50 years of news and music: Minnesota Public Radio holds open house in Bemidji
BEMIDJI -- Minnesota Public Radio’s Bemidji bureau joined a statewide 50th birthday party for the news and music outlet.
The small office on Beltrami Avenue hosted music, tours, and a traveling photo exhibit Friday.
“I loved MPR before I started working at MPR,” said Kristi Booth, a regional director who’s worked at the Bemidji station for 20 years. “I was a member and just appreciated the work that MPR does and the journalism and the quality of the cultural and arts programming. It's a real joy to work here and to do this every day.”
MPR grew from a lone tower in Collegeville, Minn., to a network of more than 80 stations with about a million average listeners per week. Booth recalled Bemidji’s MPR staff editing stories with tape and razor blades, then shipping the audio reels to St. Paul on a Greyhound bus.
In Bemidji, residents can tune in to 91.3 or 88.5 FM for news or classical music, respectively. Booth said they have about 12,100 listeners per week, on average.
A selection of photos from the anniversary celebration’s traveling photo exhibit were sprinkled throughout the station office. Among other scenes, they depict a Northern Lights display; a wetsuit-clad surfer wading along a rocky shore; and a crowd of people at a memorial for Jacob Wetterling, where a photo of the boy looms in the background.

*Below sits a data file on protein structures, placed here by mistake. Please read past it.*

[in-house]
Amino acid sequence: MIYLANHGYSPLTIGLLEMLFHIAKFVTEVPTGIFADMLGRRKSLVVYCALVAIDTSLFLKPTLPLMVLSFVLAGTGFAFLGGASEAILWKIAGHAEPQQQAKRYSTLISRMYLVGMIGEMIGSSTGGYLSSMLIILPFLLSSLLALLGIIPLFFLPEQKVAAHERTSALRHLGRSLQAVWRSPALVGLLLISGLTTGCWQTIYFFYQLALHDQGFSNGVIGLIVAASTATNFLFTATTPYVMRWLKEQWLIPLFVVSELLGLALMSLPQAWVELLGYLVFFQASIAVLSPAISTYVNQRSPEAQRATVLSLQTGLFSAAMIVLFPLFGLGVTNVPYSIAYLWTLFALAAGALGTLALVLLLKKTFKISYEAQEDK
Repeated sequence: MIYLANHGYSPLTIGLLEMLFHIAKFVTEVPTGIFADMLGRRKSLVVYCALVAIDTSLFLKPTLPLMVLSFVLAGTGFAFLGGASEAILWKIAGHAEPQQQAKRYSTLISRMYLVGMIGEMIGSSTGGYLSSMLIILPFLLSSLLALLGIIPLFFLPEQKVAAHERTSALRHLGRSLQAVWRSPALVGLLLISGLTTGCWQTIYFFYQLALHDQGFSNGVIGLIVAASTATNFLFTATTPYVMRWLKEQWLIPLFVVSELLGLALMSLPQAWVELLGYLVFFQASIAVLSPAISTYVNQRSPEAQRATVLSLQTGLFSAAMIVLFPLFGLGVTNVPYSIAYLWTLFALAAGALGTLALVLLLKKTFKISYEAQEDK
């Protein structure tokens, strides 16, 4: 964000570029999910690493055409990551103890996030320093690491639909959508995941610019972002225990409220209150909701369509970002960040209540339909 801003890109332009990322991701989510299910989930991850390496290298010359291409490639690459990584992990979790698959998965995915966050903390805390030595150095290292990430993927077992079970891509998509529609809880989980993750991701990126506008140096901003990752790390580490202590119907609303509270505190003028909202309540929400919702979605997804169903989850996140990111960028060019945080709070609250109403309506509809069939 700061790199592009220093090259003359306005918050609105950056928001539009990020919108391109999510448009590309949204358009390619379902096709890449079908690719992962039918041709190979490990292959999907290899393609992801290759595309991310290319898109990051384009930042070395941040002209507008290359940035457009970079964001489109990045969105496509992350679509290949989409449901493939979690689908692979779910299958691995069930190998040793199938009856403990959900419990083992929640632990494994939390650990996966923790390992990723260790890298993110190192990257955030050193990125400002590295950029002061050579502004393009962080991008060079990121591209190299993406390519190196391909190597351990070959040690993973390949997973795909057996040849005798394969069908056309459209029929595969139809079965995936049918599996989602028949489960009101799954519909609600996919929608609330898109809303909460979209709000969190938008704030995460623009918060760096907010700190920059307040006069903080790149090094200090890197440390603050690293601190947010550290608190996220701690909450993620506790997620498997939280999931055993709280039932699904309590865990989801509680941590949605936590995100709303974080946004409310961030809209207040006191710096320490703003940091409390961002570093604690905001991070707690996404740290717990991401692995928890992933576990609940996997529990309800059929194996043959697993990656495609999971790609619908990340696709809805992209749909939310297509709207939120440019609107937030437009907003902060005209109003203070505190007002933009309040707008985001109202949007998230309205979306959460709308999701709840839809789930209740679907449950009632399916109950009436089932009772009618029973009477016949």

“Anybody who’s lived here for any period of time is going to recognize that face,” said Regina McCombs, MPR’s senior editor for visual news and the exhibit’s curator.
Another photo captured a dancing instructor’s excitement as he and a determined-looking eight-year-old student leapt in unison at a dance studio in St. Paul.
“This is probably one of my favorites,” McCombs said. “I love moments, and things that really capture these sort of genuine interactions.”
Attendees like Pat and Bill Kelly could also record testimonials. A retired BSU teacher and hospital worker, respectively, the couple said their radio dials never waver from the Bemidji station’s classical and news stations. (Bill said he’d like a jazz station, though.)
“The first thing we do is roll over in bed and push the button on the radio, and you know where it's tuned,” Bill said.